A prosecutor filed legal briefs Friday strongly reiterating his opposition to sentencing movie director Roman Polanski in absentia in a 32-year-old sex case.
Insisting Polanski must appear in person in a Los Angeles courtroom, Deputy District Attorney David Walgren characterized the director as "a fugitive and convicted child rapist (who) must not be permitted to instruct this court how to proceed."
"The operation of a fair and equitable judicial system mandates that criminals, even those with celebrity status and wealthy means abide by lawful court orders," Walgren wrote.
Polanski, 76, is under house arrest in Gstaad, Switzerland and fighting extradition.
He pleaded guilty to having unlawful intercourse with a 13-year-old girl and fled in 1978 when the now deceased judge indicated he was about to issue a harsher sentence than contained in a plea bargain.
Polanski recently sent a letter asking a Los Angeles judge to sentence him without making him return to the U.S.
Walgren objected to Polanski's request during a hearing earlier this month. Another hearing is set for Jan. 22.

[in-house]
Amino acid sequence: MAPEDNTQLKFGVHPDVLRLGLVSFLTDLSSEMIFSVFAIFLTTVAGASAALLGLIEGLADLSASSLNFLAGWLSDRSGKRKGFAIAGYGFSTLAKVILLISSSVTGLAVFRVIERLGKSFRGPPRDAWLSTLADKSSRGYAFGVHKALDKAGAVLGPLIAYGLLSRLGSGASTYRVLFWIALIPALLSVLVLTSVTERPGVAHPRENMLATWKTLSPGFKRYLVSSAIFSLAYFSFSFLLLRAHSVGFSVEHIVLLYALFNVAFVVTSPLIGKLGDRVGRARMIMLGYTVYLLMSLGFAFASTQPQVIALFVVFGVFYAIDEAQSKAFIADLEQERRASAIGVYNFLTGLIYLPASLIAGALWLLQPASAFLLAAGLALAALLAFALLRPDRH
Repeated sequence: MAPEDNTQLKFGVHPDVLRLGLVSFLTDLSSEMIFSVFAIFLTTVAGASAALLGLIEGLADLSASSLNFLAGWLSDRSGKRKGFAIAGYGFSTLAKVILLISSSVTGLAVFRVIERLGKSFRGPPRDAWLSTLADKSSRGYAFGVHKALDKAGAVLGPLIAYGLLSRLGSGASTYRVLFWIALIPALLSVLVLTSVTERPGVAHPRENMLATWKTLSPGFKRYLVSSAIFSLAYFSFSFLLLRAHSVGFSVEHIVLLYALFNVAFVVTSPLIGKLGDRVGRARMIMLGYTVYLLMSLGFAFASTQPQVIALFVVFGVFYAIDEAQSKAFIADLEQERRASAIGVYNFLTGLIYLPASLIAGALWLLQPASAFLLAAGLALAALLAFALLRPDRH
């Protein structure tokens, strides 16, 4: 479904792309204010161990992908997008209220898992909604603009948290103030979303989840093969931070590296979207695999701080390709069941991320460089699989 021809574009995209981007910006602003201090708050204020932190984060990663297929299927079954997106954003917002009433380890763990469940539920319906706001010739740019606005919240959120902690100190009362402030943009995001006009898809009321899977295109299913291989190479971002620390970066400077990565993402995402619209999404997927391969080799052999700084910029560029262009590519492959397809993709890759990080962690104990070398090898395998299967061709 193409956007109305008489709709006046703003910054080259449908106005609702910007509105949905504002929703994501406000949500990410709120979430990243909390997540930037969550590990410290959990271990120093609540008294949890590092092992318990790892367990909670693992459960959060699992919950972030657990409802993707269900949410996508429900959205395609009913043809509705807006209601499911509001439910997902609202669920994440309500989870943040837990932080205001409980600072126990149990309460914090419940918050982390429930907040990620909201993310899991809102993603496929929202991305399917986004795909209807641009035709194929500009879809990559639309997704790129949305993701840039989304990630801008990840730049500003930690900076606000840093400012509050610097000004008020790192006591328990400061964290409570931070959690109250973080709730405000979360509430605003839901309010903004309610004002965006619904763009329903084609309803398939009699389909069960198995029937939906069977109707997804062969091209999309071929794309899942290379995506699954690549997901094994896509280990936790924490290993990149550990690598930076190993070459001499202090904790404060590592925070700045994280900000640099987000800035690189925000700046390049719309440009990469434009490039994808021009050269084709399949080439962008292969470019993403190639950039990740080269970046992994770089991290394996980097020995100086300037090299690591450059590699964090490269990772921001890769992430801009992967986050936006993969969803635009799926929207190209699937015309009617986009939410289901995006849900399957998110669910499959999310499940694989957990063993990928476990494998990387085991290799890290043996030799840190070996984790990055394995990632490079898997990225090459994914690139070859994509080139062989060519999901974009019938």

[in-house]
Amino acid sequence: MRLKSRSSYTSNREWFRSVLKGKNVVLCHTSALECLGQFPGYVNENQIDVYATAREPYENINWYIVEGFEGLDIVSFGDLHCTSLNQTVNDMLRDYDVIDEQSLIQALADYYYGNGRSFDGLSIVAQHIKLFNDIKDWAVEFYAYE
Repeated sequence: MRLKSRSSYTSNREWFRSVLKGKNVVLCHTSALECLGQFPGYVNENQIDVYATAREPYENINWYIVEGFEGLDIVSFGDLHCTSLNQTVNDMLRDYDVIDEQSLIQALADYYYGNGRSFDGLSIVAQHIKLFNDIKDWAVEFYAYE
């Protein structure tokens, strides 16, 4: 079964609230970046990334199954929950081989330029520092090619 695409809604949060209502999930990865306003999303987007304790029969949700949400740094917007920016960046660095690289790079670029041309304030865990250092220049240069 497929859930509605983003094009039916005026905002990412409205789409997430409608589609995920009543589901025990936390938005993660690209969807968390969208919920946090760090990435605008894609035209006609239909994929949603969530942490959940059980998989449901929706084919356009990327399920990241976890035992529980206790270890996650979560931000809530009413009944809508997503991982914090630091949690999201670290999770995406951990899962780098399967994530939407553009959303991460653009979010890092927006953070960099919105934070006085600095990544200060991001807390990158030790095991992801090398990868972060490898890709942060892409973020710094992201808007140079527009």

In his 11-page court filing, Walgren said the "unique high-publicity nature of the case would provide the greatest deterrent effort for others considering fleeing the court's jurisdiction."
The document also quoted from an appellate court decision that noted sentencing in absentia might be a win-win for Polanski.
If sentenced to no further time behind bars, Polanski could freely return to the United States without consequence, the prosecutor said. And if sentenced to state prison, he could remain a fugitive.
"The appellate court accurately characterized this as the 'heads I win, tails you'll never find me' dynamic," Walgren said.
He also said that Polanski's voluntary surrender in person would "maintain the dignity of the court" and prevent him from "flouting the processes of the court." In the sensational 1977 case, the director of "Chinatown" and "Rosemary's Baby" was accused of plying the teen with champagne and part of a Quaalude pill then raping her during a modeling shoot at Jack Nicholson's house in 1977.
Polanski was initially indicted on six felony counts, including rape by use of drugs, child molesting and sodomy. He later pleaded guilty to the one count of unlawful sexual intercourse.
His victim has said she wants the case dismissed and feels she is being victimized again by all the publicity.
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